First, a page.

Carri LeRoy conducts research on linkages between terrestrial and aquatic environments. She is trained as a freshwater ecologist and primarily studies in-stream ecosystem processes and aquatic communities. She and her students study leaf litter decomposition in streams as a major input of organic material to aquatic systems. In addition, she conducts research on aquatic macroinvertebrate community structure, aquatic fungal biomass, and standard water-quality and hydrology measurements in stream and river environments.
Paul Przybylowicz conducts research on fungi, mushroom cultivation, and other applications using fungi. He is particularly interested in bioremediation and biocontrol of soil diseases, along with practical mushroom cultivation methods for small-scale vegetable farmers. Current efforts are focused on isolating and screening fungi for bioremediation properties.
Alison Styring studies birds. Current activity in her lab includes avian bioacoustics as well as avian monitoring and research in Evergreen’s campus forest and other nearby locations. Bioacoustic research includes field monitoring of local birds using audio recordings and microphone arrays and editing and identifying avian songs and calls from an extensive collection of sounds from the campus forest, as well as tropical forest sites in Borneo. Local research projects in the campus forest and nearby locations include Pacific wren mating and life-history strategy, cavity formation and use by cavity-nesting birds (and other cavity-dependent species), and monitoring long-term trends in bird populations and communities using a variety of standard approaches. NOTE: winter quarter only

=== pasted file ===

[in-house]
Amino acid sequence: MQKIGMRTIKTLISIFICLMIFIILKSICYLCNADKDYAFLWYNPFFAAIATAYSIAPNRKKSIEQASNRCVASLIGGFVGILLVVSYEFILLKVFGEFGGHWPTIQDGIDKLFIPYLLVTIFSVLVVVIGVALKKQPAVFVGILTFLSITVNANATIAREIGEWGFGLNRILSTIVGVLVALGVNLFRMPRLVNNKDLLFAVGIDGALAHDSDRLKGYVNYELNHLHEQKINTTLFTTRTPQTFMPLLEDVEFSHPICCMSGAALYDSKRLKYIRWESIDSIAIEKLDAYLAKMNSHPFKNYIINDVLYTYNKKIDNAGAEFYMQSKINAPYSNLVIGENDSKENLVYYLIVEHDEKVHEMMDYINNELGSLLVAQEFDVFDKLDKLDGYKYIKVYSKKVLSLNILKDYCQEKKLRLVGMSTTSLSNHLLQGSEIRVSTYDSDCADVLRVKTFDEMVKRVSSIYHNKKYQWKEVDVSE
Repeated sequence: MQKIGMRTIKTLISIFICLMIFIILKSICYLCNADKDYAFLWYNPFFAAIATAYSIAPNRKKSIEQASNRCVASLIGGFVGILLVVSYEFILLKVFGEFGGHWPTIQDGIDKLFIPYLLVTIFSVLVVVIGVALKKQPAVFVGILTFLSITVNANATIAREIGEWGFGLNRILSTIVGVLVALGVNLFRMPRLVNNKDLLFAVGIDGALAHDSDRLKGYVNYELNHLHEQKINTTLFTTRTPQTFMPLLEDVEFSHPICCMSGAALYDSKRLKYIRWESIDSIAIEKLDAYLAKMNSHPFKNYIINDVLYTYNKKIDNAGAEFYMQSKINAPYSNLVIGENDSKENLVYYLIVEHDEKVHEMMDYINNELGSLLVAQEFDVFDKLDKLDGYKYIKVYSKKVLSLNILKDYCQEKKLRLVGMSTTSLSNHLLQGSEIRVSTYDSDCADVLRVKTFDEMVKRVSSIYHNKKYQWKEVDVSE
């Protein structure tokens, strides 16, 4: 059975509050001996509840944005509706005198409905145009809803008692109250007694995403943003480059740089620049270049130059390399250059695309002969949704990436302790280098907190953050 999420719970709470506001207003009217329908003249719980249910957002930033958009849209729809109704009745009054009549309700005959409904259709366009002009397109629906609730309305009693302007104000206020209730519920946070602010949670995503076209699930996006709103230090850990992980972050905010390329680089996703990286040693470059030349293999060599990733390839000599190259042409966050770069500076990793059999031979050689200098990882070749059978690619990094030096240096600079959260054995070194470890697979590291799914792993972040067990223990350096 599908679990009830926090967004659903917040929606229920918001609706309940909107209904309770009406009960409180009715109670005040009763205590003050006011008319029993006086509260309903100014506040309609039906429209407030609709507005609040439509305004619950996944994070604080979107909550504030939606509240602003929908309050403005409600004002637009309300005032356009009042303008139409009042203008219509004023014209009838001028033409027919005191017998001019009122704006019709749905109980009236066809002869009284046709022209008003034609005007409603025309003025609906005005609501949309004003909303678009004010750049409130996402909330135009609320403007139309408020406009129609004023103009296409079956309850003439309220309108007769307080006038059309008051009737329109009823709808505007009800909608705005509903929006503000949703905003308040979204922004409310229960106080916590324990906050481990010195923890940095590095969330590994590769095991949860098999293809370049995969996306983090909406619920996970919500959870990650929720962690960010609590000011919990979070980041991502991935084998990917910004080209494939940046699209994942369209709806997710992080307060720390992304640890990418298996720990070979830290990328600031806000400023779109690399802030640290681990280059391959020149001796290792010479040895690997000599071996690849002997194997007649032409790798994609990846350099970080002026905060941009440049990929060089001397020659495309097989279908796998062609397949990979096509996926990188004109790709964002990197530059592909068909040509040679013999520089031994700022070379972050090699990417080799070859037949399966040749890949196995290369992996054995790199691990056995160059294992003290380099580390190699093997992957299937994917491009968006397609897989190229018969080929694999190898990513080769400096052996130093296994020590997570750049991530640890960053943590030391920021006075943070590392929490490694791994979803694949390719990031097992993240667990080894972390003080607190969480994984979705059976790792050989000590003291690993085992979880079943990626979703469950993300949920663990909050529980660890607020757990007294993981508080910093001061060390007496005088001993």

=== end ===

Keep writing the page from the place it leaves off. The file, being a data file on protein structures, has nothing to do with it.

Erik Thuesen conducts research on the ecological physiology of marine animals. He and his students are currently investigating the ecophysiological and biochemical adaptations of gelatinous zooplankton that live in the deep sea. Other research is focused on the biodiversity of marine zooplankton. Students working in his lab typically have backgrounds in different aspects of marine science, ecology, physiology, and biochemistry.
Pauline Yu studies the developmental physiology and ecology of marine invertebrates. She is interested in the biochemistry of the seawater-organism interface, developmental nutritional biochemistry and metabolic depression, invasive species, carbonate chemistry (ocean acidification), and cultural relationships with foods from the sea. Students have the opportunity to collaboratively develop lines of inquiry for lab and/or field studies in ecology, developmental biology, physiology, marine carbonate chemistry, and mariculture.
Signature required. Students should contact the individual faculty member in their area of interest. New students accepted in winter and spring with signature.
botany, ecology, education, entomology, environmental studies, environmental health, freshwater science, geology, land use planning, marine science, urban agriculture, taxonomy, and zoology